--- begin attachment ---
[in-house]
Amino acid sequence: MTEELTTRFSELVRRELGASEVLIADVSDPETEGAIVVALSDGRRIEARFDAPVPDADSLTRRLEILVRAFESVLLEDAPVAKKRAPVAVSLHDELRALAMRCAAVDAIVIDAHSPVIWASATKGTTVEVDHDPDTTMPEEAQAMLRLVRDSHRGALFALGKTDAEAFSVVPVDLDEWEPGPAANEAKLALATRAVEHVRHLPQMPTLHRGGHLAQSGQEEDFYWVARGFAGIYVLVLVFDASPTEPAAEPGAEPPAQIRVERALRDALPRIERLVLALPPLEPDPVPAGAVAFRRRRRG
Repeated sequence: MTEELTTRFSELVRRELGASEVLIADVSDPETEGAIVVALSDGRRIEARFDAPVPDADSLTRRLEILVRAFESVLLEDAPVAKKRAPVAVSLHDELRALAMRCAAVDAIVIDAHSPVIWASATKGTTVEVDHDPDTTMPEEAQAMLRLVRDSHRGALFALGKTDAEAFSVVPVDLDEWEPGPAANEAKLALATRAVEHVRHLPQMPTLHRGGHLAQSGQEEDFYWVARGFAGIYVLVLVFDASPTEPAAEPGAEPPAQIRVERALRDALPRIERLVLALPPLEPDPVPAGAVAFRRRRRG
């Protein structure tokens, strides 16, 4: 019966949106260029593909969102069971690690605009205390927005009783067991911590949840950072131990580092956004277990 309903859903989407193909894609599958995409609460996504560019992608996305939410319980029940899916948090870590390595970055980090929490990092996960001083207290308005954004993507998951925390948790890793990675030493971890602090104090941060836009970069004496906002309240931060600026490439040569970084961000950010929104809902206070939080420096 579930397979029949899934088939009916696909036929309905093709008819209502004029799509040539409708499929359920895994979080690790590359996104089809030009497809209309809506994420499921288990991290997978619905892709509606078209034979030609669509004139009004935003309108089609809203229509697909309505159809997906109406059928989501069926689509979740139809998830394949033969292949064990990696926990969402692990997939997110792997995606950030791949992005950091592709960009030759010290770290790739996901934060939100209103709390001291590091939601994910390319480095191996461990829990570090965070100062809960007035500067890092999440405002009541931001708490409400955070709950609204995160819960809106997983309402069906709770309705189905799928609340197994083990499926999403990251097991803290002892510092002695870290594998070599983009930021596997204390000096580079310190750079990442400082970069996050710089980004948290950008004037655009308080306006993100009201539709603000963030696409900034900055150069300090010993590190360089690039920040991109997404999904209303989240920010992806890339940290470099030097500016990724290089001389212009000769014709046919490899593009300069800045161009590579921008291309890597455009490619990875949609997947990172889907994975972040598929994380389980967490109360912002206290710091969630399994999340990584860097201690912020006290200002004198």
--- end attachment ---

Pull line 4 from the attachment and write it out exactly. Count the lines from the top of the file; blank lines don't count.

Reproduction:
């Protein structure tokens, strides 16, 4: 019966949106260029593909969102069971690690605009205390927005009783067991911590949840950072131990580092956004277990 309903859903989407193909894609599958995409609460996504560019992608996305939410319980029940899916948090870590390595970055980090929490990092996960001083207290308005954004993507998951925390948790890793990675030493971890602090104090941060836009970069004496906002309240931060600026490439040569970084961000950010929104809902206070939080420096 579930397979029949899934088939009916696909036929309905093709008819209502004029799509040539409708499929359920895994979080690790590359996104089809030009497809209309809506994420499921288990991290997978619905892709509606078209034979030609669509004139009004935003309108089609809203229509697909309505159809997906109406059928989501069926689509979740139809998830394949033969292949064990990696926990969402692990997939997110792997995606950030791949992005950091592709960009030759010290770290790739996901934060939100209103709390001291590091939601994910390319480095191996461990829990570090965070100062809960007035500067890092999440405002009541931001708490409400955070709950609204995160819960809106997983309402069906709770309705189905799928609340197994083990499926999403990251097991803290002892510092002695870290594998070599983009930021596997204390000096580079310190750079990442400082970069996050710089980004948290950008004037655009308080306006993100009201539709603000963030696409900034900055150069300090010993590190360089690039920040991109997404999904209303989240920010992806890339940290470099030097500016990724290089001389212009000769014709046919490899593009300069800045161009590579921008291309890597455009490619990875949609997947990172889907994975972040598929994380389980967490109360912002206290710091969630399994999340990584860097201690912020006290200002004198």